YouTube is finally removing child exploitation videos

YouTube is finally removing child exploitation videos

YouTube is finally removing child exploitation videos

Another investigation by the New York Times that several channels uploaded content of what appeared to on the surface be child-friendly material, but turned out to be violent, psychologically harmful material.

In a blog post, YouTube Product Management vice president Johanna Wright announced that the platform is "toughening" its approach to protect families and children on the platform after it noticed that a number of content are able to pass as family-friendly, when they are actually safe only for adult-viewing.

Since June, YouTube has made sure that ads are removed from any inappropriate videos that target children.

It comes after it was revealed children are being "exploited" by parents who film them in discomfort and pain. It includes sexual, extremist and unhealthy videos shown on the platform.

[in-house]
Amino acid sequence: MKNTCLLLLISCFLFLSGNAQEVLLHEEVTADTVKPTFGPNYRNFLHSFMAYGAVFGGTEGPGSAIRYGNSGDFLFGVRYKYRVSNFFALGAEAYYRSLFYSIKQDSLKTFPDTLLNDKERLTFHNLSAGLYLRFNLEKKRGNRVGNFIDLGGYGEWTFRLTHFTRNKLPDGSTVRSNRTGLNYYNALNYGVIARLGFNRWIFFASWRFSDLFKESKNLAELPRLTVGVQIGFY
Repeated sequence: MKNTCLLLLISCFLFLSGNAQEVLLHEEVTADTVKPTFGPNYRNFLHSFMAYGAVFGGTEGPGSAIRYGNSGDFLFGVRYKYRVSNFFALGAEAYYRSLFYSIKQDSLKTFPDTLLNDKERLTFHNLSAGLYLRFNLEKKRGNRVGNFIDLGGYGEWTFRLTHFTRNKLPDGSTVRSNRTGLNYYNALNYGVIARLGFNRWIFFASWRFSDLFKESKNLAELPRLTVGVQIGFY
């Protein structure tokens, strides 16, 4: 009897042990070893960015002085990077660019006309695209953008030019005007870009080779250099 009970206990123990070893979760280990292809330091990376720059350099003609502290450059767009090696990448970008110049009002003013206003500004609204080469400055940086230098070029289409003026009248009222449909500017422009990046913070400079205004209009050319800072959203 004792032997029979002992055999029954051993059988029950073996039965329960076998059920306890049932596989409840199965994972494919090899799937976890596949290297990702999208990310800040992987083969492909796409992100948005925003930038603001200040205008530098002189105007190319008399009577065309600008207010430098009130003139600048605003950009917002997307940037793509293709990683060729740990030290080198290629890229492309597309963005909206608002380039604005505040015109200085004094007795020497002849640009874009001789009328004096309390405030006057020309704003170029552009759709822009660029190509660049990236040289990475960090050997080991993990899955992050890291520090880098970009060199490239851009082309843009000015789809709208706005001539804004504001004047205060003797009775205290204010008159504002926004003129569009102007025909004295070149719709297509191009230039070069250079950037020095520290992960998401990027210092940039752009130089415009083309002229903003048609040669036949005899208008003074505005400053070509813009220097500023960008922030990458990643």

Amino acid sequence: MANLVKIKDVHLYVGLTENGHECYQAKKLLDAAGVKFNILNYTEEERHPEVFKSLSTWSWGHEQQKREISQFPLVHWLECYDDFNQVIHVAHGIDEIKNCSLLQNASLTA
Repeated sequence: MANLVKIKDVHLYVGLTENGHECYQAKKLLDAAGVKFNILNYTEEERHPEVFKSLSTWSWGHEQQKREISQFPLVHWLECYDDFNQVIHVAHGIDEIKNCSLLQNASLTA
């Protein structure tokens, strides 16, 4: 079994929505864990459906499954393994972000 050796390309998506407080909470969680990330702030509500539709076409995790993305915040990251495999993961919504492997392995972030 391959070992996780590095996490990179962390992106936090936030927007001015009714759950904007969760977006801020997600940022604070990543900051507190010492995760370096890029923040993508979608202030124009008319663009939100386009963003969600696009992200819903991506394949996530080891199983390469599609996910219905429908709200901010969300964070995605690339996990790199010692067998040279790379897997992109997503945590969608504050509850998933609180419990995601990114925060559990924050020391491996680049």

If the user is signed in while reporting a video, it will also be blocked from the YouTube Kids app, the company said in a statement.

"To help us better understand how to treat this content, we will be growing the number of experts we work with, and doubling the number of Trusted Flaggers we partner with in this area", the blog post reads.

"We're wholly committed to addressing these issues and will continue to invest the engineering and human resources needed to get it right", Wright concluded.

Companies like Mars, Lidl and Adidas said they were shocked and appalled that the adverts were displayed alongside exploitative and inappropriate content. YouTube have admitted they need to do more.

"Until we have confidence that appropriate safeguards are in place, we will not advertise on YouTube and Google".

Similarly, New Jersey-based Mondelez said it was "deeply concerned" and had suspended its advertising on YouTube, too.

"We have taken the decision to immediately suspend all our online advertising on YouTube and Google globally".

Another for the supermarket Lidl stated: "It is completely unacceptable that this content is available to view and it is, therefore, clear that the strict policies which Google has assured us were in place to tackle offensive content are ineffective".

The channel was removed from the site after complaints the videos were disturbing, according to BuzzFeed News. In the clips sent to the platform by journalists, the children are shot in inappropriate clothes or in a hard position, or are forced to play "Doctor" with the older ones, pretending to eat diapers, and there scenes with fake theft, etc.

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